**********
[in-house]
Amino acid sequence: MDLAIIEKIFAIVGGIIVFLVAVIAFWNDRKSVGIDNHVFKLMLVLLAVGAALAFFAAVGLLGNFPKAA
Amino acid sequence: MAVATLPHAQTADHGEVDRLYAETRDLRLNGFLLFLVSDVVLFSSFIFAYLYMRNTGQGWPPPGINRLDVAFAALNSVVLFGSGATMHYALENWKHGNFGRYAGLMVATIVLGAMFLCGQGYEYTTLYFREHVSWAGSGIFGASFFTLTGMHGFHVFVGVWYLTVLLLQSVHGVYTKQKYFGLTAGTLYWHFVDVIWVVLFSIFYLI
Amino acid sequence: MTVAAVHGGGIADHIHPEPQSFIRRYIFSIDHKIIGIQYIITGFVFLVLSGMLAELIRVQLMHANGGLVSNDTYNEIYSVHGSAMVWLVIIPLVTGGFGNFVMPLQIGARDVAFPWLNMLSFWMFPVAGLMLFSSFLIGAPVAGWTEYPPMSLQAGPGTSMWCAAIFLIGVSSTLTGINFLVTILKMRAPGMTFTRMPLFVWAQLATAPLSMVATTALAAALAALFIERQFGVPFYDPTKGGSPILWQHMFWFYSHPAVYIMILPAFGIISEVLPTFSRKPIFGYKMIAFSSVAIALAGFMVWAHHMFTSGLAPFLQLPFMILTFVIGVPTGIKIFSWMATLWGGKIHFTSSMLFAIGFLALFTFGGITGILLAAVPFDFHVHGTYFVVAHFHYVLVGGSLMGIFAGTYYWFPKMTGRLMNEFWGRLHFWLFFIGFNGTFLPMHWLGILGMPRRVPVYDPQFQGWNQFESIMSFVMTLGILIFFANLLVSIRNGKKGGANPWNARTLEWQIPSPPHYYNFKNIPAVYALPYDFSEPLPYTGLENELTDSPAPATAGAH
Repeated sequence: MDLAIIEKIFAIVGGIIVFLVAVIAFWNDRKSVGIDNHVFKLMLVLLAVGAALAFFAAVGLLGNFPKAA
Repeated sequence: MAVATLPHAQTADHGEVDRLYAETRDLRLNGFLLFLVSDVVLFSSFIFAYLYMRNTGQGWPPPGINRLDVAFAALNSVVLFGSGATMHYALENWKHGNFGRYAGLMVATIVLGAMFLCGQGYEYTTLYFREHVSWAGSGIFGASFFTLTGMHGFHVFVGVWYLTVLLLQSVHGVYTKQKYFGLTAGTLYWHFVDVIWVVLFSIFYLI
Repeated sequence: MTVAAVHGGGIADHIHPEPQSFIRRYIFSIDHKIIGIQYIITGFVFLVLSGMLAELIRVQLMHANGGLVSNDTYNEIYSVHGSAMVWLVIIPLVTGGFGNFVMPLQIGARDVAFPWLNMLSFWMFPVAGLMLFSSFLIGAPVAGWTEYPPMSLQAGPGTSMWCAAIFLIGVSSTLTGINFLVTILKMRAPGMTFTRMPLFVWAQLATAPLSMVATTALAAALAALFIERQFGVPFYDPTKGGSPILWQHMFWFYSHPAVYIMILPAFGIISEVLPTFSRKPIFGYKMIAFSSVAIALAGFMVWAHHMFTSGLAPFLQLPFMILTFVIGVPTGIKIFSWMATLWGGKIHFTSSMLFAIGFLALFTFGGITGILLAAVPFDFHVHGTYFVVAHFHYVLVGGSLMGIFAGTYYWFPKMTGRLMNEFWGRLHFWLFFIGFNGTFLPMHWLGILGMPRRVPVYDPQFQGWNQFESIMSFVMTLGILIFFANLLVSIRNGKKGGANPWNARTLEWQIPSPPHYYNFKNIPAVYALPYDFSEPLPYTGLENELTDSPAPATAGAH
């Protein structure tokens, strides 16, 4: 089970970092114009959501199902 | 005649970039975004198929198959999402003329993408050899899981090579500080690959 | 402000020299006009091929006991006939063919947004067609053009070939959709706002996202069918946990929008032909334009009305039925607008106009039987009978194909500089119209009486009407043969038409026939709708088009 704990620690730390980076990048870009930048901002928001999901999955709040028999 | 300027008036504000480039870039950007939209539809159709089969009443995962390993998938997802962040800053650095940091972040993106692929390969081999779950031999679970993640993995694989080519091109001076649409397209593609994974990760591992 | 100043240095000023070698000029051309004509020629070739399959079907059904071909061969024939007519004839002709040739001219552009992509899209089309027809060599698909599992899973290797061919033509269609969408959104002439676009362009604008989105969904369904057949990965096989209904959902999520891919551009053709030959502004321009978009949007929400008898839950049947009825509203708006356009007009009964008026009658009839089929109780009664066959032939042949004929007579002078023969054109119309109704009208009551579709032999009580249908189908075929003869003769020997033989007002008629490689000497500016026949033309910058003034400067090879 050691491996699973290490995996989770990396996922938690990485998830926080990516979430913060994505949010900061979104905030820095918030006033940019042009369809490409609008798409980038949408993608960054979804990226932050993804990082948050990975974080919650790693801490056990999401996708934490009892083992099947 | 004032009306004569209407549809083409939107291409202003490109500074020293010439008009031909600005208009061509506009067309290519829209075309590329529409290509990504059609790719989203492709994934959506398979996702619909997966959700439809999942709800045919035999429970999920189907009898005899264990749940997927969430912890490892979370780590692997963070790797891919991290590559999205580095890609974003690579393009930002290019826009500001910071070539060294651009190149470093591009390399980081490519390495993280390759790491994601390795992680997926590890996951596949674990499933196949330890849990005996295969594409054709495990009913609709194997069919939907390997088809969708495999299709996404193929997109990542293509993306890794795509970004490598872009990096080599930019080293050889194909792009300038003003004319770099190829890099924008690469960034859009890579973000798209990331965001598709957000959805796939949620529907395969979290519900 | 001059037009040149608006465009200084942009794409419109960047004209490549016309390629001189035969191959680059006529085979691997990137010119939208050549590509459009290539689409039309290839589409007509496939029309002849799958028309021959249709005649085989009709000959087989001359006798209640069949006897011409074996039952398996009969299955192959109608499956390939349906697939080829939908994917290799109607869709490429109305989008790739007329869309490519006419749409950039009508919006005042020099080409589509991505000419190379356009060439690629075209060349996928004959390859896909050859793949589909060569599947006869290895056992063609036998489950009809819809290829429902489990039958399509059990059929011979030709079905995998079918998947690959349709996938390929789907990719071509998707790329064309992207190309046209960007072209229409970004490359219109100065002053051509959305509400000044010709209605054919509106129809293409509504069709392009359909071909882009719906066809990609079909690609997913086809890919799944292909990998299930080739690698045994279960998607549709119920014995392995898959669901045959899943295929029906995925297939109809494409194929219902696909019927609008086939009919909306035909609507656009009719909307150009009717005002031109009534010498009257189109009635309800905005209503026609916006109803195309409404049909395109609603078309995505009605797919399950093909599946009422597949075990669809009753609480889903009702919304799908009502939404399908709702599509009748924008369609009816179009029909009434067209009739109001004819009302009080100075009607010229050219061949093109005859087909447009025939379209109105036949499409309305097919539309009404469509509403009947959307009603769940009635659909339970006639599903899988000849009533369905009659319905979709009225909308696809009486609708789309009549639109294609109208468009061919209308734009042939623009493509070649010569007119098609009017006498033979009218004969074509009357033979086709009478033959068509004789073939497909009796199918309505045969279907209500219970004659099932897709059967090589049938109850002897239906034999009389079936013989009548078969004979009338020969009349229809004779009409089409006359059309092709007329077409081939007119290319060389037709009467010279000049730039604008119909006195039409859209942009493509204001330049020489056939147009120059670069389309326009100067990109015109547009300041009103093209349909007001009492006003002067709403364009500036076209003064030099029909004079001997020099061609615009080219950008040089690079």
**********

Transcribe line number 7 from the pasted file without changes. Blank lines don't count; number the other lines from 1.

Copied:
Repeated sequence: MTVAAVHGGGIADHIHPEPQSFIRRYIFSIDHKIIGIQYIITGFVFLVLSGMLAELIRVQLMHANGGLVSNDTYNEIYSVHGSAMVWLVIIPLVTGGFGNFVMPLQIGARDVAFPWLNMLSFWMFPVAGLMLFSSFLIGAPVAGWTEYPPMSLQAGPGTSMWCAAIFLIGVSSTLTGINFLVTILKMRAPGMTFTRMPLFVWAQLATAPLSMVATTALAAALAALFIERQFGVPFYDPTKGGSPILWQHMFWFYSHPAVYIMILPAFGIISEVLPTFSRKPIFGYKMIAFSSVAIALAGFMVWAHHMFTSGLAPFLQLPFMILTFVIGVPTGIKIFSWMATLWGGKIHFTSSMLFAIGFLALFTFGGITGILLAAVPFDFHVHGTYFVVAHFHYVLVGGSLMGIFAGTYYWFPKMTGRLMNEFWGRLHFWLFFIGFNGTFLPMHWLGILGMPRRVPVYDPQFQGWNQFESIMSFVMTLGILIFFANLLVSIRNGKKGGANPWNARTLEWQIPSPPHYYNFKNIPAVYALPYDFSEPLPYTGLENELTDSPAPATAGAH